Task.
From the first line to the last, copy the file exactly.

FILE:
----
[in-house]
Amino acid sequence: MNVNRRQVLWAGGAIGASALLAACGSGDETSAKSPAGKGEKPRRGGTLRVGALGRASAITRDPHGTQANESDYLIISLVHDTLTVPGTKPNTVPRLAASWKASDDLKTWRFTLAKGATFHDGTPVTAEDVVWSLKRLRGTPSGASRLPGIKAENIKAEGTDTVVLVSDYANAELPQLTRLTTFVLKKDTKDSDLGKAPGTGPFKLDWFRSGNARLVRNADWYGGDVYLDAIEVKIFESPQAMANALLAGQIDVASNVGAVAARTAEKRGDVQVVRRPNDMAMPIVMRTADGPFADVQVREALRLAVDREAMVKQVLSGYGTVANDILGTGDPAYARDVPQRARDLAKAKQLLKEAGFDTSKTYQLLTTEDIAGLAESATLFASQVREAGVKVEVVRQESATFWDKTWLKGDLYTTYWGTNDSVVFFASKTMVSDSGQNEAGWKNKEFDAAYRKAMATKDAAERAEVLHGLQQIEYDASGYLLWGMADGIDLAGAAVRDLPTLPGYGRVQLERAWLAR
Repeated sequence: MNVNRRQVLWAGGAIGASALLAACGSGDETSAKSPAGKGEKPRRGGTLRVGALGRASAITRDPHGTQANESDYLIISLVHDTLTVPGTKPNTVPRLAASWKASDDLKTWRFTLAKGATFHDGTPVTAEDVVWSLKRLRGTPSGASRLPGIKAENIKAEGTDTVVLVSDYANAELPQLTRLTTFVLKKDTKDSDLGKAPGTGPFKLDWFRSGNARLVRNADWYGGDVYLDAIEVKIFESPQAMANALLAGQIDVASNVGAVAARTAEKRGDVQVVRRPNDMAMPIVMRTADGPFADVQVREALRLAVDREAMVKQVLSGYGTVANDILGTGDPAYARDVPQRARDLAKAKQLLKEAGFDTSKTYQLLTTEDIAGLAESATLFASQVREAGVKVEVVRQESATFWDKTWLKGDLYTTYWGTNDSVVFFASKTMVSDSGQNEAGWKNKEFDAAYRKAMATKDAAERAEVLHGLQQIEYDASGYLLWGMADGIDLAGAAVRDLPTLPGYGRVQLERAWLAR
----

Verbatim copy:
[in-house]
Amino acid sequence: MNVNRRQVLWAGGAIGASALLAACGSGDETSAKSPAGKGEKPRRGGTLRVGALGRASAITRDPHGTQANESDYLIISLVHDTLTVPGTKPNTVPRLAASWKASDDLKTWRFTLAKGATFHDGTPVTAEDVVWSLKRLRGTPSGASRLPGIKAENIKAEGTDTVVLVSDYANAELPQLTRLTTFVLKKDTKDSDLGKAPGTGPFKLDWFRSGNARLVRNADWYGGDVYLDAIEVKIFESPQAMANALLAGQIDVASNVGAVAARTAEKRGDVQVVRRPNDMAMPIVMRTADGPFADVQVREALRLAVDREAMVKQVLSGYGTVANDILGTGDPAYARDVPQRARDLAKAKQLLKEAGFDTSKTYQLLTTEDIAGLAESATLFASQVREAGVKVEVVRQESATFWDKTWLKGDLYTTYWGTNDSVVFFASKTMVSDSGQNEAGWKNKEFDAAYRKAMATKDAAERAEVLHGLQQIEYDASGYLLWGMADGIDLAGAAVRDLPTLPGYGRVQLERAWLAR
Repeated sequence: MNVNRRQVLWAGGAIGASALLAACGSGDETSAKSPAGKGEKPRRGGTLRVGALGRASAITRDPHGTQANESDYLIISLVHDTLTVPGTKPNTVPRLAASWKASDDLKTWRFTLAKGATFHDGTPVTAEDVVWSLKRLRGTPSGASRLPGIKAENIKAEGTDTVVLVSDYANAELPQLTRLTTFVLKKDTKDSDLGKAPGTGPFKLDWFRSGNARLVRNADWYGGDVYLDAIEVKIFESPQAMANALLAGQIDVASNVGAVAARTAEKRGDVQVVRRPNDMAMPIVMRTADGPFADVQVREALRLAVDREAMVKQVLSGYGTVANDILGTGDPAYARDVPQRARDLAKAKQLLKEAGFDTSKTYQLLTTEDIAGLAESATLFASQVREAGVKVEVVRQESATFWDKTWLKGDLYTTYWGTNDSVVFFASKTMVSDSGQNEAGWKNKEFDAAYRKAMATKDAAERAEVLHGLQQIEYDASGYLLWGMADGIDLAGAAVRDLPTLPGYGRVQLERAWLAR